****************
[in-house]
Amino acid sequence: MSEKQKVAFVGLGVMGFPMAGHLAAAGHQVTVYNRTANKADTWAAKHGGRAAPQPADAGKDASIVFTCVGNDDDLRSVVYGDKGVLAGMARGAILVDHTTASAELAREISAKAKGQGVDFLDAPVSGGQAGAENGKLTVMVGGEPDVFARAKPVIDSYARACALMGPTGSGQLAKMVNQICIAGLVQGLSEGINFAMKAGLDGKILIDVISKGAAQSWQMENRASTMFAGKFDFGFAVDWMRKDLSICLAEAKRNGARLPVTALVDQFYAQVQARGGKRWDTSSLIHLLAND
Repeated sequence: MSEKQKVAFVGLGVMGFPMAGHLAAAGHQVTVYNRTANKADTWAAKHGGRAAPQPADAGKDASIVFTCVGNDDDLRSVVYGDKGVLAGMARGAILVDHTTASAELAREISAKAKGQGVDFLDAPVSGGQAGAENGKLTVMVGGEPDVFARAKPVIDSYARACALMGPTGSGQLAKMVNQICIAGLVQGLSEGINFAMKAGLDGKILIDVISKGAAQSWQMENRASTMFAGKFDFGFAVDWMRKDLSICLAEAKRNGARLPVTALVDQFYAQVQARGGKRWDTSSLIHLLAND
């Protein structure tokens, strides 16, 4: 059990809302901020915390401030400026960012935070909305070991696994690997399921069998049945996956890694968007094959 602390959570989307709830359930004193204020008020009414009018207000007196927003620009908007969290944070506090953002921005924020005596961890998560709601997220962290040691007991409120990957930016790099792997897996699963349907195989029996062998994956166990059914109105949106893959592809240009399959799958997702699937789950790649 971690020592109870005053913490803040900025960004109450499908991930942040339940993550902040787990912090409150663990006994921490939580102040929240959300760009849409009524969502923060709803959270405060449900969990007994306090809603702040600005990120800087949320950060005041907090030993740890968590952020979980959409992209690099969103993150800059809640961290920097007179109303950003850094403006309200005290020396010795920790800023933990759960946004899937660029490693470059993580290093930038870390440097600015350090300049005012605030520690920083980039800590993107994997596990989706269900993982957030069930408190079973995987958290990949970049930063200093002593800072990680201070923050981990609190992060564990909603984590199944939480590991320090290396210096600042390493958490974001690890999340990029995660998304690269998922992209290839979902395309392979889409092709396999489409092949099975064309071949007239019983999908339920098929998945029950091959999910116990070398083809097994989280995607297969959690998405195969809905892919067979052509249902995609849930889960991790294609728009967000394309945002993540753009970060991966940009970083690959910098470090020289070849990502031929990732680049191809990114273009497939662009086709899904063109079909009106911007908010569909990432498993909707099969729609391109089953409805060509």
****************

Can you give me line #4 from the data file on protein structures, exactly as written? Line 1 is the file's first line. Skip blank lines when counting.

């Protein structure tokens, strides 16, 4: 059990809302901020915390401030400026960012935070909305070991696994690997399921069998049945996956890694968007094959 602390959570989307709830359930004193204020008020009414009018207000007196927003620009908007969290944070506090953002921005924020005596961890998560709601997220962290040691007991409120990957930016790099792997897996699963349907195989029996062998994956166990059914109105949106893959592809240009399959799958997702699937789950790649 971690020592109870005053913490803040900025960004109450499908991930942040339940993550902040787990912090409150663990006994921490939580102040929240959300760009849409009524969502923060709803959270405060449900969990007994306090809603702040600005990120800087949320950060005041907090030993740890968590952020979980959409992209690099969103993150800059809640961290920097007179109303950003850094403006309200005290020396010795920790800023933990759960946004899937660029490693470059993580290093930038870390440097600015350090300049005012605030520690920083980039800590993107994997596990989706269900993982957030069930408190079973995987958290990949970049930063200093002593800072990680201070923050981990609190992060564990909603984590199944939480590991320090290396210096600042390493958490974001690890999340990029995660998304690269998922992209290839979902395309392979889409092709396999489409092949099975064309071949007239019983999908339920098929998945029950091959999910116990070398083809097994989280995607297969959690998405195969809905892919067979052509249902995609849930889960991790294609728009967000394309945002993540753009970060991966940009970083690959910098470090020289070849990502031929990732680049191809990114273009497939662009086709899904063109079909009106911007908010569909990432498993909707099969729609391109089953409805060509």